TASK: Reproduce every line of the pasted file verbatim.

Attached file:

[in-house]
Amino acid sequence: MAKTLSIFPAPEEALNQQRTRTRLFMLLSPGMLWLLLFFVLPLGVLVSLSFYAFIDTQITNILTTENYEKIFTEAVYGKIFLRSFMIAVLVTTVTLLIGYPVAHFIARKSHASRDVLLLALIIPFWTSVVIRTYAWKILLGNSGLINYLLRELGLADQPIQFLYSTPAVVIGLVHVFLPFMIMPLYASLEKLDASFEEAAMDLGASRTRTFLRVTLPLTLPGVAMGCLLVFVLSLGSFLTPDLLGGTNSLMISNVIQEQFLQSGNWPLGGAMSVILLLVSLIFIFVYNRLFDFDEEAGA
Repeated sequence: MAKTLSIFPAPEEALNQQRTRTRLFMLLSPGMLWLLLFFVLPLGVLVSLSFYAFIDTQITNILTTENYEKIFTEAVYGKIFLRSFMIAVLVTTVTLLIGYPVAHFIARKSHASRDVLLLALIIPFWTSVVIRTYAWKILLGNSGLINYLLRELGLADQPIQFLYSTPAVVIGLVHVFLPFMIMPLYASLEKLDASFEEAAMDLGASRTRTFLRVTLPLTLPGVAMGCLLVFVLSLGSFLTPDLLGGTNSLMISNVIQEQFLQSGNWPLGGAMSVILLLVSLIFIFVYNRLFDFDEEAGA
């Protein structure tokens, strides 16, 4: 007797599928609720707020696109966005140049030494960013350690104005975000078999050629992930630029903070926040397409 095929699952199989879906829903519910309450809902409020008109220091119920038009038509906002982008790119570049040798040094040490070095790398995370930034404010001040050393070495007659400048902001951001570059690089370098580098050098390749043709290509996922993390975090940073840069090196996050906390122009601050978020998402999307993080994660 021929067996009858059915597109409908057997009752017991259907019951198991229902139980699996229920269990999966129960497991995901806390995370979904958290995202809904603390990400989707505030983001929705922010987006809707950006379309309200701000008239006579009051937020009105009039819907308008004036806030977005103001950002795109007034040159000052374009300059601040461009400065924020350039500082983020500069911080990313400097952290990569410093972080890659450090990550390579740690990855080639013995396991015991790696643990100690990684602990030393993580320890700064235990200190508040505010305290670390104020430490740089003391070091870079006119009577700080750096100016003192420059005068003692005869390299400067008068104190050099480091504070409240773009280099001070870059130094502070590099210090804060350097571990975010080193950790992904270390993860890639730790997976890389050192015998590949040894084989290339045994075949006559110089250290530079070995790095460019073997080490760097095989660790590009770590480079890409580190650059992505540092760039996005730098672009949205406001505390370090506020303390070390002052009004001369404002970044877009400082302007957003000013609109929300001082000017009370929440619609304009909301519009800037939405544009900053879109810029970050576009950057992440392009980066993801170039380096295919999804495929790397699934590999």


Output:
[in-house]
Amino acid sequence: MAKTLSIFPAPEEALNQQRTRTRLFMLLSPGMLWLLLFFVLPLGVLVSLSFYAFIDTQITNILTTENYEKIFTEAVYGKIFLRSFMIAVLVTTVTLLIGYPVAHFIARKSHASRDVLLLALIIPFWTSVVIRTYAWKILLGNSGLINYLLRELGLADQPIQFLYSTPAVVIGLVHVFLPFMIMPLYASLEKLDASFEEAAMDLGASRTRTFLRVTLPLTLPGVAMGCLLVFVLSLGSFLTPDLLGGTNSLMISNVIQEQFLQSGNWPLGGAMSVILLLVSLIFIFVYNRLFDFDEEAGA
Repeated sequence: MAKTLSIFPAPEEALNQQRTRTRLFMLLSPGMLWLLLFFVLPLGVLVSLSFYAFIDTQITNILTTENYEKIFTEAVYGKIFLRSFMIAVLVTTVTLLIGYPVAHFIARKSHASRDVLLLALIIPFWTSVVIRTYAWKILLGNSGLINYLLRELGLADQPIQFLYSTPAVVIGLVHVFLPFMIMPLYASLEKLDASFEEAAMDLGASRTRTFLRVTLPLTLPGVAMGCLLVFVLSLGSFLTPDLLGGTNSLMISNVIQEQFLQSGNWPLGGAMSVILLLVSLIFIFVYNRLFDFDEEAGA
């Protein structure tokens, strides 16, 4: 007797599928609720707020696109966005140049030494960013350690104005975000078999050629992930630029903070926040397409 095929699952199989879906829903519910309450809902409020008109220091119920038009038509906002982008790119570049040798040094040490070095790398995370930034404010001040050393070495007659400048902001951001570059690089370098580098050098390749043709290509996922993390975090940073840069090196996050906390122009601050978020998402999307993080994660 021929067996009858059915597109409908057997009752017991259907019951198991229902139980699996229920269990999966129960497991995901806390995370979904958290995202809904603390990400989707505030983001929705922010987006809707950006379309309200701000008239006579009051937020009105009039819907308008004036806030977005103001950002795109007034040159000052374009300059601040461009400065924020350039500082983020500069911080990313400097952290990569410093972080890659450090990550390579740690990855080639013995396991015991790696643990100690990684602990030393993580320890700064235990200190508040505010305290670390104020430490740089003391070091870079006119009577700080750096100016003192420059005068003692005869390299400067008068104190050099480091504070409240773009280099001070870059130094502070590099210090804060350097571990975010080193950790992904270390993860890639730790997976890389050192015998590949040894084989290339045994075949006559110089250290530079070995790095460019073997080490760097095989660790590009770590480079890409580190650059992505540092760039996005730098672009949205406001505390370090506020303390070390002052009004001369404002970044877009400082302007957003000013609109929300001082000017009370929440619609304009909301519009800037939405544009900053879109810029970050576009950057992440392009980066993801170039380096295919999804495929790397699934590999």